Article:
All of the photos above were taken by photographer, Michelle, whose work can be seen HERE. She can also be reached in the following ways:
|Address||Jupiter, FL 33458
- Russia: Gay pride suspicion stops nationalist jog (pinkbananaworld.com)
- Christian Voice blames Tesco fall on gay pride (liberalconspiracy.org)
- Dana Miller on Gay Pride Parade: ‘It’s the Presentation, Stupid!’ (pinkbananaworld.com)
- Obama Campaign Hits Romney For Disavowing Gay Pride Flyers (thinkprogress.org)
- Chicago Cardinal Warns of Gay Pride ‘Ku Klux Klan’ Against the Catholic Church: VIDEO (towleroad.com)
- Christian Voice lunatic calls on ATHEISTS to support his ‘Boycott Tesco’ petition (freethinker.co.uk)
Advocate – The California Supreme Court will hear arguments on September 6 as to whether proponents of Proposition 8 have the legal standing to appeal Judge Vaughn Walker’s decision striking down the ballot measure — one he issued nearly a year ago.
In February, the state’s highest court certified a question from the U.S. Court of Appeals for the Ninth Circuit, where the case is currently on appeal, on whether under state law the backers of an initiative have “the authority to assert the State’s interest” when public officials refuse to do so.
“I am confident that the California Supreme Court will swiftly reach a decision on this question, and that this nation is now one step closer to seeing the dark walls of discrimination finally crumble,” said Chad Griffin, board president of the American Foundation for Equal Rights, the group that has organized and funded the legal challenge to Prop. 8.
The Thursday press release via AFER:
San Francisco, CA – Today the Supreme Court of California announced that the hearing date for Perry v. Brown will be on Tuesday, September 6, 2011 at 10:00AM. The date announced is the very first day of the court’s fall calendar. The court will hear oral arguments on a question of whether under state law proponents of initiatives have standing to defend their initiatives when they are challenged in court. The question was certified to them by the U.S. Court of Appeals for the Ninth Circuit earlier this year.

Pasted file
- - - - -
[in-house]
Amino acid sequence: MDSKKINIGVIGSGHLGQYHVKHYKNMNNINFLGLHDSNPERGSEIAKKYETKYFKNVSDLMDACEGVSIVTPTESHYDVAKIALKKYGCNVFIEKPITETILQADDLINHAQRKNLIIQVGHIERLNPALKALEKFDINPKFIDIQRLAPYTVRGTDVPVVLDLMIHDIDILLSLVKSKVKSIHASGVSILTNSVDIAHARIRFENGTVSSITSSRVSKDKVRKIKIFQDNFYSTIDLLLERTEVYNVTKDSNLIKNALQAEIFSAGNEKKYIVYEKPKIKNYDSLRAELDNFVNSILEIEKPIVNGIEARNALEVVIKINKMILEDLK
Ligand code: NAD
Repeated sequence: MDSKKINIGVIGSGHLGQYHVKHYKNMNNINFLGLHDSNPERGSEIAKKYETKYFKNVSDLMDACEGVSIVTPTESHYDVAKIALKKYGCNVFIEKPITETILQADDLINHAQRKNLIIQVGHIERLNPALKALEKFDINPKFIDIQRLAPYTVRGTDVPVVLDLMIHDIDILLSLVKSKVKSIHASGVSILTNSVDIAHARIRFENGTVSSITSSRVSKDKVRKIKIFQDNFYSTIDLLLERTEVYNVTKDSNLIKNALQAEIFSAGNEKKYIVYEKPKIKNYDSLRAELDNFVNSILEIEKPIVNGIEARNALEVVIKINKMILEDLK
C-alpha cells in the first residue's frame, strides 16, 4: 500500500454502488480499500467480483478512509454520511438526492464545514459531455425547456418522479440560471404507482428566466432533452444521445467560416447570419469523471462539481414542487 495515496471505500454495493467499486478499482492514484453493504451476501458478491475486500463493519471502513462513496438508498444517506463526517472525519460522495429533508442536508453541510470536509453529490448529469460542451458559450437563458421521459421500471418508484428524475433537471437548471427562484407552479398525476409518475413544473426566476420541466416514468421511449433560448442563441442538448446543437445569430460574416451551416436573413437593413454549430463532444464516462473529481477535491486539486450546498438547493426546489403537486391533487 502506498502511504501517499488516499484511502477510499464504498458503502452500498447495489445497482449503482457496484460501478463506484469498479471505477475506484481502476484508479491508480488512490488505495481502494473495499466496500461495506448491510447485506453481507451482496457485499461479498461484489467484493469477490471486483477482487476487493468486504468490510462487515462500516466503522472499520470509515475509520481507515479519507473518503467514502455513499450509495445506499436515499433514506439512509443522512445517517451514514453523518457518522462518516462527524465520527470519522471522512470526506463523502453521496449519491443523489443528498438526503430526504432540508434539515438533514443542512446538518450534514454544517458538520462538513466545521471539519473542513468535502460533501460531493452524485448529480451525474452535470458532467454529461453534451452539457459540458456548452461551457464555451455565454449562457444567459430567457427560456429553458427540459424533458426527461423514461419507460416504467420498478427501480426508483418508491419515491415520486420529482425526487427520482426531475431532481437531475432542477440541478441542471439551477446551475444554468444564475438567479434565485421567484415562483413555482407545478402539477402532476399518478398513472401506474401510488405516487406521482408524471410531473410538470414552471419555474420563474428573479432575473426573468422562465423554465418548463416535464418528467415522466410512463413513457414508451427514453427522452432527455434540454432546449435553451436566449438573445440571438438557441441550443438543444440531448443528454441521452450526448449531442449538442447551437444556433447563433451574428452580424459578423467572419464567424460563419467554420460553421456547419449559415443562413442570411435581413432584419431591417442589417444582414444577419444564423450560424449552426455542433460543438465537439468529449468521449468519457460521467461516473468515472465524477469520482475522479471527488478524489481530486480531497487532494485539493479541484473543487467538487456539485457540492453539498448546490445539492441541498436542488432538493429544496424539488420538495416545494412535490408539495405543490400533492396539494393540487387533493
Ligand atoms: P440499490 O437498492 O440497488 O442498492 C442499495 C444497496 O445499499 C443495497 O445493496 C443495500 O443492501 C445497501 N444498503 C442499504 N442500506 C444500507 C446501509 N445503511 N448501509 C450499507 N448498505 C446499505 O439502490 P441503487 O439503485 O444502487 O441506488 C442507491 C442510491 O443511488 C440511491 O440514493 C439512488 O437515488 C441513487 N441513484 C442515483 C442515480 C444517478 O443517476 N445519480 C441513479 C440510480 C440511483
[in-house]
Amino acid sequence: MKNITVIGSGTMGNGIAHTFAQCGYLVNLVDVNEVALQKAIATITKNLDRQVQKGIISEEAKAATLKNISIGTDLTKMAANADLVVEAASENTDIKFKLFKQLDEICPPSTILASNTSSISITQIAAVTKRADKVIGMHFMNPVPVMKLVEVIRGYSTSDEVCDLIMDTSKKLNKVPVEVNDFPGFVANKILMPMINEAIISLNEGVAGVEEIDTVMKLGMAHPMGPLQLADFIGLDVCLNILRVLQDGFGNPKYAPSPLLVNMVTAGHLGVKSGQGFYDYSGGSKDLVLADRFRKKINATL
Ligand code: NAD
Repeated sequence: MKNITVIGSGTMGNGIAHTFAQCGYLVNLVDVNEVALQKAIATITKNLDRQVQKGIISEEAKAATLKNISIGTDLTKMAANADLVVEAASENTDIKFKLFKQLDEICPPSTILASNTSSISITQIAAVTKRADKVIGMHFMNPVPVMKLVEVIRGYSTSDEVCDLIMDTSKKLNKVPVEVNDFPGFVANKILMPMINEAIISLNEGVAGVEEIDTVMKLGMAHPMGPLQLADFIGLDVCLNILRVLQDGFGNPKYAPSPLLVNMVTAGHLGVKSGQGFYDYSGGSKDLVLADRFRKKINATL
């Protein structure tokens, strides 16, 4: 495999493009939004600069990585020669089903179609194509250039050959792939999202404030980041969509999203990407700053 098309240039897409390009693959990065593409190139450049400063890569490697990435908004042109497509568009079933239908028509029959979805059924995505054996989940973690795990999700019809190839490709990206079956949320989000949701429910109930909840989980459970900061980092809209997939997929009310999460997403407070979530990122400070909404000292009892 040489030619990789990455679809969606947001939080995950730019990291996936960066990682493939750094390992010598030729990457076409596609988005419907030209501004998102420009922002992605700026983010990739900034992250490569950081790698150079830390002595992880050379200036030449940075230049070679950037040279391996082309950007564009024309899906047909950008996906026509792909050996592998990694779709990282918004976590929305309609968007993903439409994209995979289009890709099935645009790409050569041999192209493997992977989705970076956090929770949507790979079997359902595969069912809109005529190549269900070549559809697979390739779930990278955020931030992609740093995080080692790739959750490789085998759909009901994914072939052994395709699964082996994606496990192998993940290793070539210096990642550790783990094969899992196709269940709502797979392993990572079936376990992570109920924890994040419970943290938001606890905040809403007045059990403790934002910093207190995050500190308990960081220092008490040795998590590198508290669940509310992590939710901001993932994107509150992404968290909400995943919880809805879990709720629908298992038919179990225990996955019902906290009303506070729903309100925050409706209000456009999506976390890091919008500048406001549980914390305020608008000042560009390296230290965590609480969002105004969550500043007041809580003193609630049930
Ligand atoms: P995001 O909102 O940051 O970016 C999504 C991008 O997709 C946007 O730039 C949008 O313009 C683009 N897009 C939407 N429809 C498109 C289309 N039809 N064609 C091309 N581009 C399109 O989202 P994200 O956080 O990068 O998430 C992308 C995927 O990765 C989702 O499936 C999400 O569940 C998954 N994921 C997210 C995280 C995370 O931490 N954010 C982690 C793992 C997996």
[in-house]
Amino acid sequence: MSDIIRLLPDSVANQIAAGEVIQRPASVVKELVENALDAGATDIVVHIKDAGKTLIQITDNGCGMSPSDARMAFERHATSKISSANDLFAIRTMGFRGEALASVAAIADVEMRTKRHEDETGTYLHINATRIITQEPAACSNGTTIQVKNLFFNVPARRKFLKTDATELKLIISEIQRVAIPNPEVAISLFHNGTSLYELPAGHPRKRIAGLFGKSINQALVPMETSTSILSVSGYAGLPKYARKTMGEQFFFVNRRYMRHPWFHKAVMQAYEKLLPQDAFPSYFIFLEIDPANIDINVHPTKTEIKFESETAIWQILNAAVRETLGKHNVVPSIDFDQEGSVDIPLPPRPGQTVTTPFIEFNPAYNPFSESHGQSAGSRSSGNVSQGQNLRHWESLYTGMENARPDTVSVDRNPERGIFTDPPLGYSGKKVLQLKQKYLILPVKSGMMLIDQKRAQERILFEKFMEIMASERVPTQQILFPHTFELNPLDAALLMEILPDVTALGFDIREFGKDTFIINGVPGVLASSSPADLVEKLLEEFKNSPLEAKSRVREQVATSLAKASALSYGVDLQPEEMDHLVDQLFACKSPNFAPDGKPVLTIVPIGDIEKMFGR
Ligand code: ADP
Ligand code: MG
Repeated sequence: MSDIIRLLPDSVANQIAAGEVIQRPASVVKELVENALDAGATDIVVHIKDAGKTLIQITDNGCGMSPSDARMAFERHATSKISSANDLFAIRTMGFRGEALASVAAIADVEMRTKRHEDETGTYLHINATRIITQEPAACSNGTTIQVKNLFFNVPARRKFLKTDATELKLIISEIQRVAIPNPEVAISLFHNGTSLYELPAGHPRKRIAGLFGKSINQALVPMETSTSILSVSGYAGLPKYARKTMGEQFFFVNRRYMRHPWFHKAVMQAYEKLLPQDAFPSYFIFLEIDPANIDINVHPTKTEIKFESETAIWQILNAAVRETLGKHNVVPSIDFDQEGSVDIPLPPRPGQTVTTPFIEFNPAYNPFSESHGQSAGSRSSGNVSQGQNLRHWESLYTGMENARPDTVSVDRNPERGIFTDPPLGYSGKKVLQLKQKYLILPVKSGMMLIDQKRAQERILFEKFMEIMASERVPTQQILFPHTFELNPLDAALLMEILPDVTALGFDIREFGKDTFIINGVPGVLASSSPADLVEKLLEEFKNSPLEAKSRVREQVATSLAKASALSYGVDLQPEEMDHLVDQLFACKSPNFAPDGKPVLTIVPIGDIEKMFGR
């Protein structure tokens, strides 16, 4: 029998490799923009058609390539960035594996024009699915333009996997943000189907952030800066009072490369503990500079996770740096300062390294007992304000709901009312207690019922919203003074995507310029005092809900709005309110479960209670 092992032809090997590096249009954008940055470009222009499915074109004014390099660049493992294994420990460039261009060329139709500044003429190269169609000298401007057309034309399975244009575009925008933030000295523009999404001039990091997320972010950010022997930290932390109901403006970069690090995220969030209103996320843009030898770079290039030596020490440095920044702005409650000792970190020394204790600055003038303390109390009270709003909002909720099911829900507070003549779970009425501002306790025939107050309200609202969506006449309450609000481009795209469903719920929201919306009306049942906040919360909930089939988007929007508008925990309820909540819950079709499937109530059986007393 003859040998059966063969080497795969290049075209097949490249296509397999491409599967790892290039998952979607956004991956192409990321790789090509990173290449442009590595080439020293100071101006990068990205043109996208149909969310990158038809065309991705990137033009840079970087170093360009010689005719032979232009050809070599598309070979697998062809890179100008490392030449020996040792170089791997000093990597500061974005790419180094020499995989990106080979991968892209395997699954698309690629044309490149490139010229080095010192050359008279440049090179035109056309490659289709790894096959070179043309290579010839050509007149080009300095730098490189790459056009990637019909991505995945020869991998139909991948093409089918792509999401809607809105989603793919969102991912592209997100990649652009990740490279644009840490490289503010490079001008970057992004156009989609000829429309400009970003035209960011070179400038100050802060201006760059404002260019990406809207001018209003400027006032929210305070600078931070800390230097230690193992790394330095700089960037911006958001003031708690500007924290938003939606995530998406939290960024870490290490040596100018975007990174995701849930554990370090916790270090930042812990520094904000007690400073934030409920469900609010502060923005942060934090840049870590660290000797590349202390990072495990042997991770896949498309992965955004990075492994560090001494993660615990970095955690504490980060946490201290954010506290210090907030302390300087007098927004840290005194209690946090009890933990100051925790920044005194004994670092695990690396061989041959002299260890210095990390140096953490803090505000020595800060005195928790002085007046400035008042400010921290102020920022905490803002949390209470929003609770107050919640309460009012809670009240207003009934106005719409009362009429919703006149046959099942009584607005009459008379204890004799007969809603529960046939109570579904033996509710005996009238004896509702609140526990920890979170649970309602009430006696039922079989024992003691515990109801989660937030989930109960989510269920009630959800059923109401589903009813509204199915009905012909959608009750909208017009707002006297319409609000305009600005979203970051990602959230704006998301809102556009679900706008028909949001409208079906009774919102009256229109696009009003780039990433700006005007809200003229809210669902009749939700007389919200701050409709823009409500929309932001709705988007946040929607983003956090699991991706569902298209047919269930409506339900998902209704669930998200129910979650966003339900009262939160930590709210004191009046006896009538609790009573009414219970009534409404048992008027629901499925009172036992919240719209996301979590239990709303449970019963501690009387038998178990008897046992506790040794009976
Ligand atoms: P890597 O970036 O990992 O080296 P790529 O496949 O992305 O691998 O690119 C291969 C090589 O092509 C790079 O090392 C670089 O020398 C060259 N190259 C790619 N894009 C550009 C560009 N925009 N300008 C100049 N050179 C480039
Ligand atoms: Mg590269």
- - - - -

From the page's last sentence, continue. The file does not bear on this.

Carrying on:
In response to the court’s scheduling order, Chad Griffin, American Foundation for Equal Rights (AFER) Co-Founder and Board President, had the following to say: “I am very pleased that the Supreme Court of California calendared our case for the first day of their fall session. The governor and attorney general of California – and the United States District Court – all have found Proposition 8 unconstitutional. I am confident that the California Supreme Court will swiftly reach a decision on this question, and that this nation is now one step closer to seeing the dark walls of discrimination finally crumble.”
In a separate, but related matter – the U.S. District Court for the Northern District of California will hear AFER’s motion on August 29, 2011 requesting that the video recordings from our January 2010 trial be released to the public.